Legal scholars repeatedly struggle with and are criticized for methodological aspects of research design, not least when undertaking case law studies. A holistic approach to judicial decision-making – introducing extrajudicial disciplines and explanatory factors – has the capacity to enrich research methodology and substantive insights in legal phenomena. Legal scholars should be aware of the value that other disciplines might add while not losing sight of possible limits of their own methodological capacities in this respect. Continue reading

Blog post series: legal research methodologies to deal with case law from Strasbourg (and beyond)

This post was written by Valeska David, Helena De Vylder and Eline Kindt, doctoral researchers at the Human Rights Centre of Ghent University and members of the inter-university Human Rights Integration project.

We are used to discuss and analyse the Strasbourg Court’s case law. We share our thoughts and findings in blogposts, papers and even PhDs and books. But how often do we share our methodologies? We are happy to announce a blogpost series on this precise question because, indeed, methodology is one of the biggest hurdles to overcome for legal scholars in general and for PhD researchers in particular.

A few months ago the Ghent University team of the Human Rights Integration project organised a PhD Seminar on methodological approaches towards case law research. The aim was to help PhD students working on case law to reflect on their methodology design and strengthen the methodological underpinnings of their research. As experience is an important source of knowledge, seven senior PhD researchers and fresh doctors in law illustrated which hurdles they struggled with and how they developed their methodology in order to overcome these problems. The initiative was most welcomed by students and academics and it became clear that this topic is a ‘universally’ challenging one for legal researchers. We then decided to encourage the sharing of methodological experiences once again, and bring some of the debates and insights from the Seminar here, to Strasbourg Observers.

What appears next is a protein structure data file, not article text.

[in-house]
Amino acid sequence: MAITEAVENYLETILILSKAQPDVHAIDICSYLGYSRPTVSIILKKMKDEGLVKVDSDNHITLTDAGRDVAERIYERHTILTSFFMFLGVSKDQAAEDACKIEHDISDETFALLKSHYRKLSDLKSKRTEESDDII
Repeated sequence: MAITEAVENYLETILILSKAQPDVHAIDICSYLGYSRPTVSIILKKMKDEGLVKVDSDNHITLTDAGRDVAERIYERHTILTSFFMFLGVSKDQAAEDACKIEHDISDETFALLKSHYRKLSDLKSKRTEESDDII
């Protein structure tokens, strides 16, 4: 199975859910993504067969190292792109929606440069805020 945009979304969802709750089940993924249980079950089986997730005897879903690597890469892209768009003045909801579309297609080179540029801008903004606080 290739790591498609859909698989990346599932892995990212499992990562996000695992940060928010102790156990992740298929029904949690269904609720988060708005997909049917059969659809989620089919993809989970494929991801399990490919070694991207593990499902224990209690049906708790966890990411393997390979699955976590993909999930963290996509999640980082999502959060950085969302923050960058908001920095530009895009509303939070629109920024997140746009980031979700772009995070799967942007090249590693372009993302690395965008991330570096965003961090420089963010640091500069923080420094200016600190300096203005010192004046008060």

In the course of the following weeks, this Blog will publish five posts written by some of the speakers at the above-mentioned seminar concerning their experience with case law research. The first one to be online is from Dorothea Staes, PhD researcher at the Université de Saint-Louis in Brussels and member of the Human Rights Integration Project. She will approach the issue of how to do research on the Strasbourg case law from the perspective of judicial behaviour, taking on board insights from extra-legal disciplines. The second post you will read is written by Laura Van den Eynde, doctoral researcher at the Université Libre de Bruxelles and affiliated to the same project. In her post, she will explore how to define and select landmark cases.

Next, Dr. Stijn Smet, Dr. Lourdes Peroni (both postdoctoral research fellows at the Human Rights Centre of Ghent University) and Dr. Saïla Ouald Chaib, who recently obtained her PhD at Ghent University, will discuss other methodological issues.

We hope this post series will be as helpful to you as the seminar was to us! Readers who would also like to share their experiences on legal research are, of course, warmly invited to do so in the comment section.